Recently, Stanford University physicist Siegfried Hecker wrote abpout his inspection of North Korea's nuclear facilities and announced that the country's level of advancement was far higher than suspected by the American public. There is no doubt, says Hecker, that NK's abilities to produce highly enriched uranium make it a significant player in the club of nuclear states. This is hardly news. In 2006 North Korea detonated its first known nuclear bomb, and since then it has made no secret of the fact that it intends to be and act like a nuclear power. As described in the wonderful (and terrifying) documentary Countdown to Zero, NK has long expressed a willingness to partner with other rogue states toward the goal of establishing a nuclear weapon delivery system. Particularly daunting is the threat of a NK and Pakistan alliance. Pakistan is a known nuclear state, it has far more weapons that NK, but it has paltry missle technology. NK, on the other hand, has been developing missle delivery systems for years. It is hard to imagine a more de-stabilizing development on the world stage than a combination of the highly aggressive North Korea and the politically disfunctional pakistan, directed to employing nuclear weapons against their perceived Western enemies.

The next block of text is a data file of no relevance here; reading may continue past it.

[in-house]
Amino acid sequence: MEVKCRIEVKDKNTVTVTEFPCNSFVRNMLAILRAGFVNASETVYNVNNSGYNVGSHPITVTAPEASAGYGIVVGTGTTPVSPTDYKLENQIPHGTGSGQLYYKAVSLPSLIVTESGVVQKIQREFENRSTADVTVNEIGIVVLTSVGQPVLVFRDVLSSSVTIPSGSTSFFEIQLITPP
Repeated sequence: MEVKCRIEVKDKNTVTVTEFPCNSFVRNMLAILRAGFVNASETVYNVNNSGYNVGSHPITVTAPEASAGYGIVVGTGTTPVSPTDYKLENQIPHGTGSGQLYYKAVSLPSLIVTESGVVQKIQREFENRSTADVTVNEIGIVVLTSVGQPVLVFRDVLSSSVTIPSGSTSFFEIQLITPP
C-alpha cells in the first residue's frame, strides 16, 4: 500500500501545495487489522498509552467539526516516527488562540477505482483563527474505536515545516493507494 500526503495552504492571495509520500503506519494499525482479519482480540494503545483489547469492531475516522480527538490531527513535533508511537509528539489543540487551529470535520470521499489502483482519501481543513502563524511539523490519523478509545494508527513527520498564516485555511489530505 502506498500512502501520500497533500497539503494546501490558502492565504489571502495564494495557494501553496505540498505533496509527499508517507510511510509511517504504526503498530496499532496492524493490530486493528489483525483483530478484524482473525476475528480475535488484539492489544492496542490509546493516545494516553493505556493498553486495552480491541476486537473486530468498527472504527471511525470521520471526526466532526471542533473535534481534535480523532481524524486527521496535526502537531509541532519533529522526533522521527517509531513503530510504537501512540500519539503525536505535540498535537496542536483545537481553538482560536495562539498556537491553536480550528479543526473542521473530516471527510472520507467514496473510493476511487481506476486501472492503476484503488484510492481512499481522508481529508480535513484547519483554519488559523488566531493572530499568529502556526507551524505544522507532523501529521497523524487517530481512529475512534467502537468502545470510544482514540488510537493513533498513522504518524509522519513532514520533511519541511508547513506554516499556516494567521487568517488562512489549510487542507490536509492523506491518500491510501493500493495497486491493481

Our Man in the Orient: Japan

At a time when America's economic interests and security vulnerabilities seem to involve the enhanced commercial force of China and North Korea's forays into increased militancy, it is ironic that we turn to our former military and commercial rival Japan. But that is the point of the Japan's new military focus and outlook. Japan will re-focus its miltary attention to China and Korea, and not surprisingly this will involve American cooperation and involvement. japan and China have ancient enmity, of course. And Korea's aggression is a threat to the entire Pacific rim. But without American prodding there is grave doubt that Japan would have selected this moment to reassign its priorities.